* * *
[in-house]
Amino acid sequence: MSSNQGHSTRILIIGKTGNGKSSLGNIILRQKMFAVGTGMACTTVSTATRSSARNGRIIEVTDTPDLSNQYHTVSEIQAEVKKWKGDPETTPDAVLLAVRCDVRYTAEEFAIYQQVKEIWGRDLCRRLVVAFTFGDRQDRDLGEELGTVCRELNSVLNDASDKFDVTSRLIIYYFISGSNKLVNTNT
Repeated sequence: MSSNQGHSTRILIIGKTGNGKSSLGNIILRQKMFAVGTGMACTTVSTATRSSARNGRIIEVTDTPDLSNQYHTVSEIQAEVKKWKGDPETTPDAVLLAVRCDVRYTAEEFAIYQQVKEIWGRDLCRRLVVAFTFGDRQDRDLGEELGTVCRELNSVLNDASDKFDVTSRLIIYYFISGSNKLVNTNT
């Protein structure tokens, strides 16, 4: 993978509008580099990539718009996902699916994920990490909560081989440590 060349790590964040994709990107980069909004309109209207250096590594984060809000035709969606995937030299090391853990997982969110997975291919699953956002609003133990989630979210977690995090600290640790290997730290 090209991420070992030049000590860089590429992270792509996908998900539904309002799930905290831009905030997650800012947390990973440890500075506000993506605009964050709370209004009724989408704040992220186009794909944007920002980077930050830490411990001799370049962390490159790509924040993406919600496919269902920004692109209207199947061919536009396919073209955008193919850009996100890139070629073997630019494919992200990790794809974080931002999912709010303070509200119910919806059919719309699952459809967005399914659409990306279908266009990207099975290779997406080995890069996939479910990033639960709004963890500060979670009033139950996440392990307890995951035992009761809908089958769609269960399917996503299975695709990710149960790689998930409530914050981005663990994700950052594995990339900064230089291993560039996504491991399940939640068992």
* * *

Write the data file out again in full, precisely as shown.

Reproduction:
[in-house]
Amino acid sequence: MSSNQGHSTRILIIGKTGNGKSSLGNIILRQKMFAVGTGMACTTVSTATRSSARNGRIIEVTDTPDLSNQYHTVSEIQAEVKKWKGDPETTPDAVLLAVRCDVRYTAEEFAIYQQVKEIWGRDLCRRLVVAFTFGDRQDRDLGEELGTVCRELNSVLNDASDKFDVTSRLIIYYFISGSNKLVNTNT
Repeated sequence: MSSNQGHSTRILIIGKTGNGKSSLGNIILRQKMFAVGTGMACTTVSTATRSSARNGRIIEVTDTPDLSNQYHTVSEIQAEVKKWKGDPETTPDAVLLAVRCDVRYTAEEFAIYQQVKEIWGRDLCRRLVVAFTFGDRQDRDLGEELGTVCRELNSVLNDASDKFDVTSRLIIYYFISGSNKLVNTNT
């Protein structure tokens, strides 16, 4: 993978509008580099990539718009996902699916994920990490909560081989440590 060349790590964040994709990107980069909004309109209207250096590594984060809000035709969606995937030299090391853990997982969110997975291919699953956002609003133990989630979210977690995090600290640790290997730290 090209991420070992030049000590860089590429992270792509996908998900539904309002799930905290831009905030997650800012947390990973440890500075506000993506605009964050709370209004009724989408704040992220186009794909944007920002980077930050830490411990001799370049962390490159790509924040993406919600496919269902920004692109209207199947061919536009396919073209955008193919850009996100890139070629073997630019494919992200990790794809974080931002999912709010303070509200119910919806059919719309699952459809967005399914659409990306279908266009990207099975290779997406080995890069996939479910990033639960709004963890500060979670009033139950996440392990307890995951035992009761809908089958769609269960399917996503299975695709990710149960790689998930409530914050981005663990994700950052594995990339900064230089291993560039996504491991399940939640068992």